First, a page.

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After 7 games, Cutler-led offense still out of sync

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Sometimes Jay Cutler doesn't have enough time to throw the ball, but sometimes he holds the ball for too long.

Timing has become the Bears' biggest issue at the most critical time of the season. Jay Cutler doesn't have enough time one play and takes too much the next. Receivers aren't where they should be when they are supposed to be there. The offensive linemen don't know whom they are supposed to block. Holes open and close before running backs can exploit them.

There are a lot of explanations for why the offense has flopped. What former St. Louis Rams and Arizona Cardinals quarterback Kurt Warner thinks has been lacking most of all, however, is what Mike Martz's offense requires above all else: timing. Through the first seven games, the offense has been marching to one tune while the band plays another.

The problem is glaring enough for Warner to make his strongest statements yet about Cutler and the offense.

''It's all based on timing,'' he said. ''The timing comes with the understanding of what's going on around you. It comes with the pieces around you being in the right place at the right time. The quarterback has to understand how that timing relates through [his] drop and decision-making.

''From what I've seen up to this point, that's where I see them missing it. Jay has always been a guy that could rely on his physical skills. He could let a guy come open and still get the ball there. Not everyone has that ability. This offense, because of the timing orientation of it, is built around taking a seven-step drop. On your first hitch, you throw to receiver A. If receiver A is not there, you go to receiver B, then receiver C. It's set up that way to keep the spacing of the offense and allow that spacing to give you big plays.''

While Martz has been scrutinized for what his unit hasn't accomplished, defensive coordinator Rod Marinelli quietly has maximized his talent and is getting production from young, developing players such as Matt Toeaina, Henry Melton, Corey Wootton and D.J. Moore.

Brian Urlacher and Lance Briggs should be healthy to start the second half of the season. Julius Peppers is Julius Peppers. The secondary has held up better than anybody expected it would. More important, Marinelli has struck the right note, and his players have responded. He is keeping it simple, stressing the combination of effort and fundamentals required to make the Tampa-2 defense successful.

Dave Toub's special teams outperform the opposition virtually every week, which means the Bears can avoid the second-half slide many anticipate if the offense turns things around. But it needs to start during the game Sunday against the Buffalo Bills in Toronto because time is running out.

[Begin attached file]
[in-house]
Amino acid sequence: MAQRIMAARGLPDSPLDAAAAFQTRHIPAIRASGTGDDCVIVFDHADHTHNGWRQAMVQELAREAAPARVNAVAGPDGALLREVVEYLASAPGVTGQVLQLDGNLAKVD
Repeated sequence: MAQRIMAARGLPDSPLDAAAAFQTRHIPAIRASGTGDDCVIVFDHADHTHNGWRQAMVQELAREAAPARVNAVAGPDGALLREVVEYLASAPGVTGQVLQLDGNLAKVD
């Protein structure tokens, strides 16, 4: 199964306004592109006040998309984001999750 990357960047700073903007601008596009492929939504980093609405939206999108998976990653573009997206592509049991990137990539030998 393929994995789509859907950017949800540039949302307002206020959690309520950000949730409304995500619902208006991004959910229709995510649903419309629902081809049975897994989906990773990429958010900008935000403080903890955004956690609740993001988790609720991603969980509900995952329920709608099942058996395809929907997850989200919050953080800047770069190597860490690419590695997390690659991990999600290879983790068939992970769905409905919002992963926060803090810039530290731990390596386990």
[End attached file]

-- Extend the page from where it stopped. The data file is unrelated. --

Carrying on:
''Where I see Jay struggling right now is with the confidence and understanding, whether it be his part of the system and the whole realm of that or the guys around him not necessarily being there on time,'' Warner said in a conference call for the NFL Network. ''I see hesitation in Jay on the back end of his drops and in the pocket. He wants to get back there, hitch a couple of times, see something come open and make the throw. In this offense, it's not built that way. That's the biggest struggle they're having. The timing orientation of it is off right now.''

Former Washington Redskins quarterback Joe Theismann, who will be Warner's broadcast partner during the NFL Network's telecasts on Thursday nights, was more blunt in his assessment.

''The problem with Jay Cutler in a nutshell is he makes bad decisions with the ball in his hands,'' said Theismann, who outspokenly supported the Martz-Cutler union before the season. ''He makes his mind up where he wants to go with the football at times, and he doesn't throw it away.

''The first interception to [Redskins cornerback] DeAngelo Hall last week is just a great come-around-the-receiver [play], an absolutely great interception. The one-handed one is a great interception. The last one he throws ... your receivers have to be on the same page as you are.

''One of his big crutches has been Greg Olsen. His tight end was his go-to guy last year. Now all of a sudden you don't see him as part of the offense.''

Warner said breakdowns on the offensive line and the overall lack of timing have caused the type of negative plays that have resulted in Cutler second-guessing himself, which he can ill-afford to do in an offense that must be executed with precision for it to be as successful as the Bears need it to be.

''[Cutler's] a perfect fit from a confidence and ability standpoint,'' Warner said. ''Where he has to adjust is he has to anticipate within that offense and see things ahead of time and throw the ball before a guy gets open, trust a guy to come open and get to his next read. That's where I see him struggling right now.''